Ivan Moreno, AP
A Colorado hospital said that it has temporarily suspended live donor liver transplants while it investigates the death of a South Dakota man who donated part of his liver to his brother. The death would be Colorado's first of a live liver donor and the fourth in the country if it's ruled it was a result of the procedure, according to the United Network of Organ Sharing.
The University of Colorado Hospital, which performed its first successful live donor liver transplant in 1997, is continuing other transplants but is taking a step back from live donor liver transplants following the death of 34-year-old Ryan Arnold.
“If there's something that needs to be corrected, we will correct it,” spokeswoman Erika Matich said. The hospital has conducted 141 successful live donor liver transplants. Ryan Arnold died four days after the surgery in which he gave part of his liver to his brother Chad, who lives in suburban Denver. Chad Arnold was home briefly but was readmitted to a Denver-area hospital to continue his recovery from a liver disease.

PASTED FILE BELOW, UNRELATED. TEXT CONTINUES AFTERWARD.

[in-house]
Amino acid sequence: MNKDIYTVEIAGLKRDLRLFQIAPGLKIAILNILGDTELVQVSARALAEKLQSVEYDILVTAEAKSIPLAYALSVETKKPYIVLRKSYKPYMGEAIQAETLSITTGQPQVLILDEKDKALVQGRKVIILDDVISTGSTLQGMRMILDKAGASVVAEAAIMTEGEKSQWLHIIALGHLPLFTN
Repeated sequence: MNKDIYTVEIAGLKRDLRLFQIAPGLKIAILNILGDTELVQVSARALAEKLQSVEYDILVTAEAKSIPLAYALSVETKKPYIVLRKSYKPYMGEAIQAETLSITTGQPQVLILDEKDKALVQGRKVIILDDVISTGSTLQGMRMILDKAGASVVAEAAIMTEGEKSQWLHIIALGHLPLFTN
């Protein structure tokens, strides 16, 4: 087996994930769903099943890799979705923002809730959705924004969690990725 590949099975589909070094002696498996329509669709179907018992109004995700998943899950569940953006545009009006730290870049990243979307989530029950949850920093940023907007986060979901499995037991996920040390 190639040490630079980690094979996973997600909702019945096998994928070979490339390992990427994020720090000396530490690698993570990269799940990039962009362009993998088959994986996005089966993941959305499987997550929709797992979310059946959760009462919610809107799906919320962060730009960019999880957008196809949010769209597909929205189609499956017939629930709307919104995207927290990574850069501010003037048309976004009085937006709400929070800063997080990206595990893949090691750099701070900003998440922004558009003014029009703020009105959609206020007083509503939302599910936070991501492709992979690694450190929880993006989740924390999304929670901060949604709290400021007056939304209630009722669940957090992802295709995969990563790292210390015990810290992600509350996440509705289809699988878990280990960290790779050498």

“I think overall his attitude is to make his life count,” said Rod Arnold, 42, referring to how his brother Chad is holding up. UNOS spokesman Joel Newman said the living donor liver transplants are relatively rare in the U.S., where the procedure has been conducted 4,126 times since 1989.
In addition to an internal investigation, the hospital has also requested that physicians who are members of the American Society of Transplant Surgeons review the case, Matich said. “Everybody at the hospital is very distraught, anybody who had anything to do with this wonderful family,” she said.
Ryan Arnold went into cardiac arrest and then fell into a coma, Rod Arnold said. The coroner hasn't determined a cause of death, he said. “He was a man of uncommon character and someone I looked up to,” Rod Arnold said. “What he did for Chad was really just an extension of how he lived his life.”
Rod Arnold said his brother never wavered in his decision to give part of his liver to help his brother battle an incurable liver disease known as PSC.